Over the last week, I watched (most of) the anime series Soul Eater.

I skipped large parts of it because the series got super-tedious at several points in the first thirty episodes.

This isn’t a review of the show but I feel I should make a few opinions of mine known: there were way too many characters, most of them contributed little to the story, and it could have been much better if it were about half as long.

Also, I was really disappointed with how the series abandoned its premise from the first episode: it rather felt the show struggled with a purpose throughout its entire run. That, and it really failed to explore most of the interesting ideas it raised. I wouldn’t recommend it to anyone, basically ever.

That said, there were some interesting ideas here.

The humans-who-transformed-into-weapons was really where I wanted the story to go: the implications of fighting a battle WITH another human being, even one who can become a firearm at will. Kind of cool, kind of bizarre.

It was an idea I had initially ignored the first time I saw the beginning of the show, mostly it felt uh, what’s the word? Gimmicky. It felt gimmicky.

But since Soul Eater came out, I’ve seen quite a few series put forth the same idea, and now I recognize it as an interesting premise worth exploring. So, let’s explore it.

Dune features Mentats in place of computers. Cookiemonger wrote a novel that features Operators in place of cell phones. Personification of objects has some history in fiction. Actually, it makes more sense than some future stuff in science fiction.

For millennia, it was more cost-effective to employ people to do things that required labor than to build machines because people were in abundance. In several parts of the world. The US is one place where it seems there’s always been a labor deficiency, for example. Here we love our automated factories and our robot devices.

It makes sense that in certain future societies, we’d turn people into hyperdrives or navigators (using Spice), or use telepathy in place of communicators (sorry Star Trek).

So I feel I should give more credit to the polymorphing weapons concept. Among other things, it gave me reason to reflect on Revolutionary Girl Utena and Bleach (and even Neon Genesis Evangelion).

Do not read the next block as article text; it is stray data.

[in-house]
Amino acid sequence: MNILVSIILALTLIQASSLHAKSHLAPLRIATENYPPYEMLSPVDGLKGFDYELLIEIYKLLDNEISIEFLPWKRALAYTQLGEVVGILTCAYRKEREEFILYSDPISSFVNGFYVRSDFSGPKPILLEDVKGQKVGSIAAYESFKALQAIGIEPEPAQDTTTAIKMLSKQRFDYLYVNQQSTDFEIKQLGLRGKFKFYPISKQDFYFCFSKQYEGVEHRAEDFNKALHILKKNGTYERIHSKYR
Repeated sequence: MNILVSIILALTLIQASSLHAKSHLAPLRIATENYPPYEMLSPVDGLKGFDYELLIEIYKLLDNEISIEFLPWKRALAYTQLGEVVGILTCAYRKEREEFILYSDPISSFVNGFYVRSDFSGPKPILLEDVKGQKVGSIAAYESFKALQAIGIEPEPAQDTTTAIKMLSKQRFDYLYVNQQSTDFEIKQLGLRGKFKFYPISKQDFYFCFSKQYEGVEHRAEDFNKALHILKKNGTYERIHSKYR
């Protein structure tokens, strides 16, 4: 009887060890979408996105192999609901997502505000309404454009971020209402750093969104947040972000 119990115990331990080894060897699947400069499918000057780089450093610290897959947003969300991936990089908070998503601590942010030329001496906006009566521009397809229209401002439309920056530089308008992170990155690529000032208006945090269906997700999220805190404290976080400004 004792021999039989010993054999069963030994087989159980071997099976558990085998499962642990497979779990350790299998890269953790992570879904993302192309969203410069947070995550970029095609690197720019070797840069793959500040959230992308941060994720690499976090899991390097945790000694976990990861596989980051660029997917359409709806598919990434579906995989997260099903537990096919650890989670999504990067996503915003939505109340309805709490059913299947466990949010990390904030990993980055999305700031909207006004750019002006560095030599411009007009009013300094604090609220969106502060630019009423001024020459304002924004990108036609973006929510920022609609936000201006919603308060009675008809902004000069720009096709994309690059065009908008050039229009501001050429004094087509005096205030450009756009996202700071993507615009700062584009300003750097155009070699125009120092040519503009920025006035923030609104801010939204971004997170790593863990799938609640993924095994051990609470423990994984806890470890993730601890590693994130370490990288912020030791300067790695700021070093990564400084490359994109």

The subsuming of human will toward a larger objective is definitely one of those touchier subjects in ethics, which makes fiction the best place to explore it. What happens when people can turn into weapons?

Well, there’s the simple fact they CAN through martial arts training, but what if they could literally transform into weapons like knives and swords and scythes, as they do in Soul Eater?

It seems like an untapped area of character creation and development. Is it the sort of thing that would be governed by the polymorph spell?

And what of sentient weapons already in fiction? Does it displace them, or replace them?

I don’t know. The weapons in Soul Eater seemed to outlive their wielders (one weapon, Excalibur, claimed to be almost eight hundred years old), so perhaps the process of polymorphing into an object slows natural aging? Maybe some weapons even forget how to change back–or choose not to?

I wonder, and I want to take some time thinking around this one. I mean, could a character transform into a book, if books were a weapon type? What would a book that was a character be like? Would they necessarily know what was written on their pages? Would the book be ABOUT them? Food for thought.